Musical Opinion

During recent years record collectors have been grateful for the enterprise and imagination of Stephen Sutton’s aptly named Divine Art label, and here is another winner. The complete music of Arthur Sullivan’s Haddon Hall, made complete through the inclusion of Sydney Grundy’s complete libretto, including the spoken sections, which are quite rightly omitted form the performance.

G&S addicts generally agree that The Gondoliers, in 1889, was the last of the high quality operas, neither Utopia Limited nor The Grand Duke, in 1893 and 1896 respectively, being vintage pieces in the Savoy Opera tradition. In 1892 Gilbert began a court case which created a rift, causing Richard d’Oyly-Carte and Sullivan to look for another librettist. Sydney Grundy filled the bill with a libretto based on Dorothy Vernon’s elopement with John Manners from her ancestral home Haddon Hall. Grundy moved the action to another century, letting the Savoy audience enjoy a chorus of Puritans.

From Sullivan’s point of view he had a libretto which did not call for the special attention to each word demanded by Gilbert’s genius, as well as a plot which involved real people. He obviously relished his task and the enthusiasm of the Chorus and Orchestra of the Prince Consort in Edinburgh’s Portobello Town Hall in June 2000 has produced an infectious recording of what deserves to be a regularly staged member of the Savoy Opera repertory.

With 15 singing and one speaking parts Haddon Hall is no inexpensive work to stage but listening to these CDs is such a delight that it must be possible to convince the legion of G&S quality amateurs to bring it to life. The Sir Arthur Sullivan Society has collaborated with Divine Art in this project and their number is 01388-710308.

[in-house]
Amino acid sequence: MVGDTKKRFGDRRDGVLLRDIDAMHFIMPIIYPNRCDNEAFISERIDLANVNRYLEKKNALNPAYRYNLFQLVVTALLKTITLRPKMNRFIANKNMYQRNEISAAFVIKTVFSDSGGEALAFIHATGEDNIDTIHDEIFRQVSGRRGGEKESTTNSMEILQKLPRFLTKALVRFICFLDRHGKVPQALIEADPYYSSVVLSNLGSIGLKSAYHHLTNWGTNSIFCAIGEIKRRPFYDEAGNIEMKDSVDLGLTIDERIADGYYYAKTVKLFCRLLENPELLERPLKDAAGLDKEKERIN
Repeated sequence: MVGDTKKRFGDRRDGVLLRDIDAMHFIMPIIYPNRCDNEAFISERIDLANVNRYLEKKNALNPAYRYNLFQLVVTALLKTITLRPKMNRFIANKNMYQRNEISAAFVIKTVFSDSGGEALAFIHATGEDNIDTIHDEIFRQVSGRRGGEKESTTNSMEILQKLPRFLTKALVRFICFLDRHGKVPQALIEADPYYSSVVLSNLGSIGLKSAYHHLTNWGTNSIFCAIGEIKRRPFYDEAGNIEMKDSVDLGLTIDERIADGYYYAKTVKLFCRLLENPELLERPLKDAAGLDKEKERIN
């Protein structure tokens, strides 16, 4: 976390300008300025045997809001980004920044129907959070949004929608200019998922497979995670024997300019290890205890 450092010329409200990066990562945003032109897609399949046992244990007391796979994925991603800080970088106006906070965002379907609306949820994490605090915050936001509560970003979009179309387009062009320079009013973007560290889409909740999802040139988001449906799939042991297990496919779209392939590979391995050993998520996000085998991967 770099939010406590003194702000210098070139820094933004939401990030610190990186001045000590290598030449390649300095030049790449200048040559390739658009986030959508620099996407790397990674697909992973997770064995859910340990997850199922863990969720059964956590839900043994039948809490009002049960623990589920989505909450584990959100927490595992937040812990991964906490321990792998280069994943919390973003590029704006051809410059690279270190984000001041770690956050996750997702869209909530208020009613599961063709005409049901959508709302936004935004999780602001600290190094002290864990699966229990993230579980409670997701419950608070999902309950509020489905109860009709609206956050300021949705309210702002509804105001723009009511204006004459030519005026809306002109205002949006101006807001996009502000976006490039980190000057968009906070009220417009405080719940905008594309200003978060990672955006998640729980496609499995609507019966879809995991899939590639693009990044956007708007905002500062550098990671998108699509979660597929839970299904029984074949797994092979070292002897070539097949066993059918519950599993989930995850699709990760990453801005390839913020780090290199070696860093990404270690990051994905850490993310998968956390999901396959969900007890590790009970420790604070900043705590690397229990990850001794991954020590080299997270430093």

This is Sullivan at his best, with the success of The Golden Legend and his own opera Ivanhoe to persuade him that he was a real composer, yet needing to keep up the Savoy pieces for financial reasons. The lovers’ problems are owing to the Civil War. Although Dorothy’s father is a Royalist, her Roundhead cousin, Rupert, is claiming the Haddon estate and Dorothy has been promised to him. However she loves John Manners, another Royalist, and they elope. At the end of an eventful three acts John Manners arrives in the inevitable nick of time to put everything right with a Royal Warrant from King Charles II and Rupert’s Puritan friends decide that merry making is better than being miserable.

A second romance blossoms between John’s servant, Oswald, and Dorothy’s maid, Dorcas. Which means that we have a wealth of solos, duets and ensembles filled with drama, eloquence, and sheer joie-de-vivre. Not to be missed.

—Denby Richards